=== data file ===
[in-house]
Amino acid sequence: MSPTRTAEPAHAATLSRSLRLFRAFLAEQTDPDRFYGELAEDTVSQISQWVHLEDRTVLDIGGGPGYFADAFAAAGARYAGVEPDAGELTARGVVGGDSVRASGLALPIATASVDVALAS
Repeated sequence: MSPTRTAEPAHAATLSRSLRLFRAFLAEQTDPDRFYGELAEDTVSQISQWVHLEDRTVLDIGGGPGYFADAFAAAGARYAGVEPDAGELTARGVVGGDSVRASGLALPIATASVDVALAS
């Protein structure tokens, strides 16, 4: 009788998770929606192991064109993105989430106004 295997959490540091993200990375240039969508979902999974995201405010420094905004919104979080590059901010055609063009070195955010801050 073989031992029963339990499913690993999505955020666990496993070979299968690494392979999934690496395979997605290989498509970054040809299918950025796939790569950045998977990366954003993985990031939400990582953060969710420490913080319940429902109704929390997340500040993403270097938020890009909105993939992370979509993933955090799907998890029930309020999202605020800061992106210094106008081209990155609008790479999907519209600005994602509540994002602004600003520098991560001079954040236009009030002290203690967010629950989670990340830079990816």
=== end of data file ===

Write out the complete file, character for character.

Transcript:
[in-house]
Amino acid sequence: MSPTRTAEPAHAATLSRSLRLFRAFLAEQTDPDRFYGELAEDTVSQISQWVHLEDRTVLDIGGGPGYFADAFAAAGARYAGVEPDAGELTARGVVGGDSVRASGLALPIATASVDVALAS
Repeated sequence: MSPTRTAEPAHAATLSRSLRLFRAFLAEQTDPDRFYGELAEDTVSQISQWVHLEDRTVLDIGGGPGYFADAFAAAGARYAGVEPDAGELTARGVVGGDSVRASGLALPIATASVDVALAS
């Protein structure tokens, strides 16, 4: 009788998770929606192991064109993105989430106004 295997959490540091993200990375240039969508979902999974995201405010420094905004919104979080590059901010055609063009070195955010801050 073989031992029963339990499913690993999505955020666990496993070979299968690494392979999934690496395979997605290989498509970054040809299918950025796939790569950045998977990366954003993985990031939400990582953060969710420490913080319940429902109704929390997340500040993403270097938020890009909105993939992370979509993933955090799907998890029930309020999202605020800061992106210094106008081209990155609008790479999907519209600005994602509540994002602004600003520098991560001079954040236009009030002290203690967010629950989670990340830079990816």